A temporary receptionist has claimed that she was sent home from work because she was not wearing high heels. Can they do this?
Upon arrival at her first day at the office, she was informed that flat shoes were not part of the dress code for women. She has since set up a petition calling for it to be made illegal for companies to insist that female employees wear heels.
Whilst the debate has raged as to whether the same amounts to sex discrimination or sexism, a dress code that is introduced for the purposes of requiring conventional appearances for male and female employees, and applied even-handedly, does not amount to sex discrimination. There is nothing preventing an employer from enforcing a common element of smartness and conventionality. There is a distinction between discrimination against both sexes evenly, and discrimination against one or other of the sexes. It is the latter which was prohibited under the Equality Act 2010.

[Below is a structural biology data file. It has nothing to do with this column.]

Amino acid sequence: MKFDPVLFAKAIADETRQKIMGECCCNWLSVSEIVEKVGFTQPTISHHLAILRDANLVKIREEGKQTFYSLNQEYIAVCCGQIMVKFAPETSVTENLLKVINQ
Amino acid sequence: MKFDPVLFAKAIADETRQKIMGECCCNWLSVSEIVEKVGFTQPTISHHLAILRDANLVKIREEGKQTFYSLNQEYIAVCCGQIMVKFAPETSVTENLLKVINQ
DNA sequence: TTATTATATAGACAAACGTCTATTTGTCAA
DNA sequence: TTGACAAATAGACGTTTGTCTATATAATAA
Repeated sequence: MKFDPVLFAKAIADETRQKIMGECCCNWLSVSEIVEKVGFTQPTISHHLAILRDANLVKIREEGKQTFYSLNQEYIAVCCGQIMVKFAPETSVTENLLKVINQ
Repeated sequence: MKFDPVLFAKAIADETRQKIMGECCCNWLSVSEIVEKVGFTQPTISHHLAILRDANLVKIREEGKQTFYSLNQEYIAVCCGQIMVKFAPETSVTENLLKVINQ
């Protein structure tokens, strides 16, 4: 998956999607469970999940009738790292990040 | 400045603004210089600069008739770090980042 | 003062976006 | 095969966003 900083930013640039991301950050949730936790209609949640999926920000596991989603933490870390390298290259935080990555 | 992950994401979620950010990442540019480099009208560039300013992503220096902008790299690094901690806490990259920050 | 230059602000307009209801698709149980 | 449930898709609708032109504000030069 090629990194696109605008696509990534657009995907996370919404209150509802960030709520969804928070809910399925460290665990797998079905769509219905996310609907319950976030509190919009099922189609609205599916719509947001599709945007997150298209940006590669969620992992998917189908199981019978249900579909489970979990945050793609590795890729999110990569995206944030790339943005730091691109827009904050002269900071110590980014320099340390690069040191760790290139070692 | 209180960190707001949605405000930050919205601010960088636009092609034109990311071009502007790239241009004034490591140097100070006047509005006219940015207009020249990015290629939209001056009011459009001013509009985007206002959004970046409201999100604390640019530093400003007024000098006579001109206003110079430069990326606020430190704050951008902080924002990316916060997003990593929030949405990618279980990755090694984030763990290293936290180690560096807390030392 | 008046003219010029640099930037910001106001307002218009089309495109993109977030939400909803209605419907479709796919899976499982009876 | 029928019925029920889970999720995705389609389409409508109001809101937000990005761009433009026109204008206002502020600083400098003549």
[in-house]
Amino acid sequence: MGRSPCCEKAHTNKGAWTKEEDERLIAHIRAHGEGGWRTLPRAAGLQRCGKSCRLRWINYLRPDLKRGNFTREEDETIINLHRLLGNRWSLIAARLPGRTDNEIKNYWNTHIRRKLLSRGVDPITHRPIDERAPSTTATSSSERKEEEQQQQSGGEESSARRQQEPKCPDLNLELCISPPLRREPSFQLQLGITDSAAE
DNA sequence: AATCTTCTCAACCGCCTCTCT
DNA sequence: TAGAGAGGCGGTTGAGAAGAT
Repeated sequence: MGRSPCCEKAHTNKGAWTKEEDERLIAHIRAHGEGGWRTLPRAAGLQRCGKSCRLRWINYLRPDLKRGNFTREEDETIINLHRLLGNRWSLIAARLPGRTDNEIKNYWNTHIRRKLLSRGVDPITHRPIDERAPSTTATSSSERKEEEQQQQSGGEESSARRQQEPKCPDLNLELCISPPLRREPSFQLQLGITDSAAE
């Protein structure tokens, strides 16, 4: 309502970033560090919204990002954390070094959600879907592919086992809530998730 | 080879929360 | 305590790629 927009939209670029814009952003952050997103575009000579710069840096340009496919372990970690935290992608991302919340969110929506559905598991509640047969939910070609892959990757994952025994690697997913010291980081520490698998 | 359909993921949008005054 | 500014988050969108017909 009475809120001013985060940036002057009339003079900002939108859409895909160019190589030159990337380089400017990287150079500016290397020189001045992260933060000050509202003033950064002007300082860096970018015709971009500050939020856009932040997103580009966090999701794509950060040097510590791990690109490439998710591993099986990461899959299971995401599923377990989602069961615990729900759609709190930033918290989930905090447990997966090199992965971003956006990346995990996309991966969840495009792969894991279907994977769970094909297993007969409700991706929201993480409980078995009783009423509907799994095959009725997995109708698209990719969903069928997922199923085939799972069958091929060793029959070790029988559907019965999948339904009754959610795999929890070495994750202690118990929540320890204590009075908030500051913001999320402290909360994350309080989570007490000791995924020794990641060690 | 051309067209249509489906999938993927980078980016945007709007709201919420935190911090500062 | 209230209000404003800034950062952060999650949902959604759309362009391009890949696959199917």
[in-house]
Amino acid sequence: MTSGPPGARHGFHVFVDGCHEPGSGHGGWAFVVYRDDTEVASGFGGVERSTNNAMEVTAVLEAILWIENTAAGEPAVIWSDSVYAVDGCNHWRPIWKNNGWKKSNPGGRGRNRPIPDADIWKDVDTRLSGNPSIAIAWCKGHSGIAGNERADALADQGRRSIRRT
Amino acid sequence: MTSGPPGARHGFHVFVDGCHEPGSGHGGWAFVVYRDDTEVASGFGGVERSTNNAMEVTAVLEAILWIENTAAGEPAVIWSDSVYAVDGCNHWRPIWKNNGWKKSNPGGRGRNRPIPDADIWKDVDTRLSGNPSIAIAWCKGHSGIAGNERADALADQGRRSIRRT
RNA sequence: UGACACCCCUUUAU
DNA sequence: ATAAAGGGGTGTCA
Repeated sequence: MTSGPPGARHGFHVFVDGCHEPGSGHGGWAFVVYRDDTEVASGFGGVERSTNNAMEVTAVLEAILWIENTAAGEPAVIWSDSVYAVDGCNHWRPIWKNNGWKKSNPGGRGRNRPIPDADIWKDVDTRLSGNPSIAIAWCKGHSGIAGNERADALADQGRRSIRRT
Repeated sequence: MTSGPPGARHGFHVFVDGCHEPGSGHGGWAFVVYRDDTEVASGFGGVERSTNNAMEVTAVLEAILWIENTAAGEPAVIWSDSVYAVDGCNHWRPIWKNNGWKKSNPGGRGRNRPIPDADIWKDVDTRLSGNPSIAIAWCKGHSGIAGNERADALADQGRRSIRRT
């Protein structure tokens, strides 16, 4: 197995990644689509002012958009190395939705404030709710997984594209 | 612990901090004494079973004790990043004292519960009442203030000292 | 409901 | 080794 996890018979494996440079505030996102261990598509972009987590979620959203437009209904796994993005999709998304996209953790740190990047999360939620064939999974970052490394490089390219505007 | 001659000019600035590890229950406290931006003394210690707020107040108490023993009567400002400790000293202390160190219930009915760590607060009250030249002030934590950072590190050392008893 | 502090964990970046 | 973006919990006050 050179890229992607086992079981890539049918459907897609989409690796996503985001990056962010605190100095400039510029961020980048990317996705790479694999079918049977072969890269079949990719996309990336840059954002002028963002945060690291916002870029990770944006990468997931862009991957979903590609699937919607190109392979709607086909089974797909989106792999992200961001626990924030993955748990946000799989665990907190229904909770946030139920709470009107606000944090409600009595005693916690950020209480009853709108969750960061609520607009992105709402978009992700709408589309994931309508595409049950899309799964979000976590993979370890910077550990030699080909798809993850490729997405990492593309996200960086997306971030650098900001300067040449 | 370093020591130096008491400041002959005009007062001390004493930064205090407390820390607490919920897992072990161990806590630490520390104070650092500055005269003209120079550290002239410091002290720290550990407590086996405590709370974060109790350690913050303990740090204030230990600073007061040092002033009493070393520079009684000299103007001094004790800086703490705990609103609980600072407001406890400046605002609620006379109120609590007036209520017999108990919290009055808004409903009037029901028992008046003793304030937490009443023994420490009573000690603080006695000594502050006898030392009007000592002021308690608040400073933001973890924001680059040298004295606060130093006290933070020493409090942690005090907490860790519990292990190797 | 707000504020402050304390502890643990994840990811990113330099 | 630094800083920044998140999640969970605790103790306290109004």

It is important that employers have a dress code policy and when formulating such, an employer should keep potential issues of discrimination in mind. Regard should be had to possible religious sensitivities. As seen above it is permissible to have different rules for women and men, though the rules should not be more stringent for one group than another.
For advice on discrimination at work, contact Alex Pearce, in our Employment Law Department for specific advice on firstname.lastname@example.org or call 01708 229444.
This article was written by Alex Pearce our Employment Law Specialist at Pinney Talfourd Solicitors. The contents of this article are for the purposes of general awareness only. They do not purport to constitute legal or professional advice. Specific legal advice should be taken on each individual matter. This article is based on the law as at April 2016.